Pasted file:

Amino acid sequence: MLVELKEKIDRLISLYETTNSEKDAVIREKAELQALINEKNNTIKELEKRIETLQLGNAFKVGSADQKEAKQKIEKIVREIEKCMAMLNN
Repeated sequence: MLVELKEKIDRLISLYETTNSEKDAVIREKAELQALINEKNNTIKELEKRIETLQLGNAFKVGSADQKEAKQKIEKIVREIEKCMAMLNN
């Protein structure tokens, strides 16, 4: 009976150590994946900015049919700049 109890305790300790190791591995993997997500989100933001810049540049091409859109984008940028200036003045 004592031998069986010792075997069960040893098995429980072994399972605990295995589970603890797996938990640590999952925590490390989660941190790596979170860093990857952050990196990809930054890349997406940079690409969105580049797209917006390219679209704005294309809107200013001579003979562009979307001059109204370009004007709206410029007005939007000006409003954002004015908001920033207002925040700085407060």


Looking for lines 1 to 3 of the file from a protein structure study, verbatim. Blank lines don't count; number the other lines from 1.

Amino acid sequence: MLVELKEKIDRLISLYETTNSEKDAVIREKAELQALINEKNNTIKELEKRIETLQLGNAFKVGSADQKEAKQKIEKIVREIEKCMAMLNN
Repeated sequence: MLVELKEKIDRLISLYETTNSEKDAVIREKAELQALINEKNNTIKELEKRIETLQLGNAFKVGSADQKEAKQKIEKIVREIEKCMAMLNN
């Protein structure tokens, strides 16, 4: 009976150590994946900015049919700049 109890305790300790190791591995993997997500989100933001810049540049091409859109984008940028200036003045 004592031998069986010792075997069960040893098995429980072994399972605990295995589970603890797996938990640590999952925590490390989660941190790596979170860093990857952050990196990809930054890349997406940079690409969105580049797209917006390219679209704005294309809107200013001579003979562009979307001059109204370009004007709206410029007005939007000006409003954002004015908001920033207002925040700085407060």